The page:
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Monday, 5 December 2016

Best Augmented Reality Book of 2016



Turbine Hall installation shot

This is a double category this one. It's both Best Augmented Reality Book of 2016 and Best Photobook that the reader is guaranteed to do more than just flip through.

And the winner is, without any shadow of doubt, Making Memeries by Lucas Blalock, published by Self-Published be Happy. 

Right, so this is the sequence of events of what happens when you get the book. The book arrives in the post. I open it, rip open the bubble wrap and get a super glossy card book which is like a children's book and has strange, fractured images of sausages, medical diagrams, and fragments of chairs. It's an odd one. It's puzzling.

But then I see that there's an app to go with it and you use this with the book. So I delete a couple of other apps on my phone which doesn't work too well and download the Making Memeries App (which also doesn't work too well - or maybe that was my phone. I'm not sure).

Then I succeed in opening up the app and look at the book with it; it's like looking at the book through the camera phone. At first, not much happens, but then the phone image clicks into something altogether crisper and the epidermis of the skin diagrams gets a little bit alive. Not too alive, but the hairs stand on end and the blood starts pumping. I get to the page of fragmented chairs and everything goes 3d through the phone; the layers reveal themself and start shifting. It's weird and hynoptic and I start jiggling the phone about to get a better look.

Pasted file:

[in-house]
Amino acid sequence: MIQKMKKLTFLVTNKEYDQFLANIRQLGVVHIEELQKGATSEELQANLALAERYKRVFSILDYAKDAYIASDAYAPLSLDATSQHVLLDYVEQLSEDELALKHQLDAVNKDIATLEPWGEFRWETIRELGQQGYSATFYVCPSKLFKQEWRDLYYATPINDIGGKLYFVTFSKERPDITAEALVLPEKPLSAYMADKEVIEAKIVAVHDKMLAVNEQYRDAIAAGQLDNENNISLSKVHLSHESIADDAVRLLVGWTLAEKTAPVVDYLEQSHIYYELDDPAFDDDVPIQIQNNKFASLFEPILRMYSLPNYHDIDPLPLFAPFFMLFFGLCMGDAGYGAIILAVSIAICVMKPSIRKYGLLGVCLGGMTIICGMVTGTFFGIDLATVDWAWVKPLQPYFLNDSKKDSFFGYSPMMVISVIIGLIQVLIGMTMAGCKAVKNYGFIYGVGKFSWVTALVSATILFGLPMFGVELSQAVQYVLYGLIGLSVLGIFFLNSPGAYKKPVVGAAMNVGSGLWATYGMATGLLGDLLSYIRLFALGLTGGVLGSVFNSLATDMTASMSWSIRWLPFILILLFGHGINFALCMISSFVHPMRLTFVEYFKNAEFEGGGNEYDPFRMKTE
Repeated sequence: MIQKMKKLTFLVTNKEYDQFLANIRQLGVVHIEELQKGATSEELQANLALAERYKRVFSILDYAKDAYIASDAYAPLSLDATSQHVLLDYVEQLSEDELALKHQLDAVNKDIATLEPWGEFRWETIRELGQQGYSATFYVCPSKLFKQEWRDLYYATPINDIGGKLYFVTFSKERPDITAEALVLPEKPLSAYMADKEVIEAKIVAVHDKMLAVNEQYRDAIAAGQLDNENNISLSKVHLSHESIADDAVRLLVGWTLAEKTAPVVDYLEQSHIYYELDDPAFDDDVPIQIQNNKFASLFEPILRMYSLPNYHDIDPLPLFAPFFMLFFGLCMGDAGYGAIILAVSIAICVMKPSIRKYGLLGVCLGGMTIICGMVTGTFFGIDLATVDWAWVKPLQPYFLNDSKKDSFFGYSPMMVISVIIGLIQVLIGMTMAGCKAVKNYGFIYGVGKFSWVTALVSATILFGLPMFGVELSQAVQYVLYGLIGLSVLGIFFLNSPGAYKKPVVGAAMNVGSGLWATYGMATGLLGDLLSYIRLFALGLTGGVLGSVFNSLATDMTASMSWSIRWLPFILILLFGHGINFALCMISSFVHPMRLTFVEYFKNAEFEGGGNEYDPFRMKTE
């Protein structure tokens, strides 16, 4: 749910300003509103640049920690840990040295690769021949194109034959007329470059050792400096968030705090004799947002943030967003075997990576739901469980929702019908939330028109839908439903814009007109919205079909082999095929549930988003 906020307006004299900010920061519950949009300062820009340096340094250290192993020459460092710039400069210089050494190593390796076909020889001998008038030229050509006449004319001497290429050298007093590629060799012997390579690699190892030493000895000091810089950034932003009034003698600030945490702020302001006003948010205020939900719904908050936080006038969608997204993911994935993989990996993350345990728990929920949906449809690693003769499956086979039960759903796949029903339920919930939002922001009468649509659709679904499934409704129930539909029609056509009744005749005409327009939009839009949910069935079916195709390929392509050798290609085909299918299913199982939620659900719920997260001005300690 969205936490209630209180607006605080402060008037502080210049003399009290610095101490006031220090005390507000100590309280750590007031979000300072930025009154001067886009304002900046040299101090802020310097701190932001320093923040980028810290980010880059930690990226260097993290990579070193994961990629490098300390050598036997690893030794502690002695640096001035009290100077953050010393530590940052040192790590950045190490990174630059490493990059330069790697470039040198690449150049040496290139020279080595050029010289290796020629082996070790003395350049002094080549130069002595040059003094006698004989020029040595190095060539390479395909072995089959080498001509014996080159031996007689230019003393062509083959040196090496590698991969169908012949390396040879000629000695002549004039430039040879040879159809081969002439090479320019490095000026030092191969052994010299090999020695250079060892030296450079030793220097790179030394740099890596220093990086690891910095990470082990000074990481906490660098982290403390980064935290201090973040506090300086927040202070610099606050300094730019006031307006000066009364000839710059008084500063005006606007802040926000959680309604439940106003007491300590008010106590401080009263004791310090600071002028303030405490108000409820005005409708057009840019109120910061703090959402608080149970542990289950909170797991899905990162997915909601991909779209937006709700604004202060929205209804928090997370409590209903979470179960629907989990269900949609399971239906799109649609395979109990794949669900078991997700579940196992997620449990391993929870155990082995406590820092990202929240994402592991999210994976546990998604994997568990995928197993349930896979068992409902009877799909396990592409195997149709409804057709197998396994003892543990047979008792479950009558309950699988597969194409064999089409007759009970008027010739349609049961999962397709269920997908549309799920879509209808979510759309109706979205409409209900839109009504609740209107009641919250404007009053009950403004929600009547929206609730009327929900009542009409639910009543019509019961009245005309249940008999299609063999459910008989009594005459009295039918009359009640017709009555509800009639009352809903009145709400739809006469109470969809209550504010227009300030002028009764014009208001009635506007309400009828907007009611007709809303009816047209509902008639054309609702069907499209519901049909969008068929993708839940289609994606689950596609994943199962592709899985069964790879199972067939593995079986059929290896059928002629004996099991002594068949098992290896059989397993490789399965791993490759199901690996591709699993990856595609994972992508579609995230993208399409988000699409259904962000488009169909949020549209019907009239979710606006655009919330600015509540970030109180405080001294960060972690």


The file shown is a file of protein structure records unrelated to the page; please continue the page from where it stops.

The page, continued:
I go to the next page and there's a phone (an old style phone) - it jumps off the page, it starts ringing, I can put my hand between the page and the phone. I'm looking at phones through my phone!



There are sausages (not cut the right way incidentally), hands, chairs, it's all odd. I call people to have a look. They look. I look some more. And then I put it away and I look some more the next day. And I'm still looking at it now. I'll stop looking at it at some point and delete the Making Memeries app so I can get Navigator back and work out where I'm going, but it's not happened yet.

It's augmented reality and it feels like it comes from gaming and virtual reality and it's a way of seeing and looking that we'll see much more of. That connects to the way we see and look already.

Either that or it will be like those Magic Eye 3D pictures you got quite a few years back that gave you a headache but were still hard to resist because you'd strain your eyes for hours and see a plane or a dinosaur something in 3d and you could move your head around and it would move too. Except of course it wasn't 3D, it was a Magic Eye book.

I don't know if Making Memeries is significant or not, or if it's a gimmick or not, but it's really, really interesting. And it's different. What it all means I have no idea. But I get the feeling that it does mean something and that many different uses of the technology will become (or already are - I have no idea) apparent somewhere. It's the future in other words!

Christmas Present ideas! Definitely! To go with Ivars Gravlejs' Useful Advice for Photographers. Someone should give Lucas Blalock a copy. Then he'd know how to photograph sausages properly (at an angle to bring the best out in the cut!).

Buy Making Memeries here!

(And if you want to make your own, simpler, augmented reality book, here are some instructions on how to do it. Thank you Daniel Donelly for the link)

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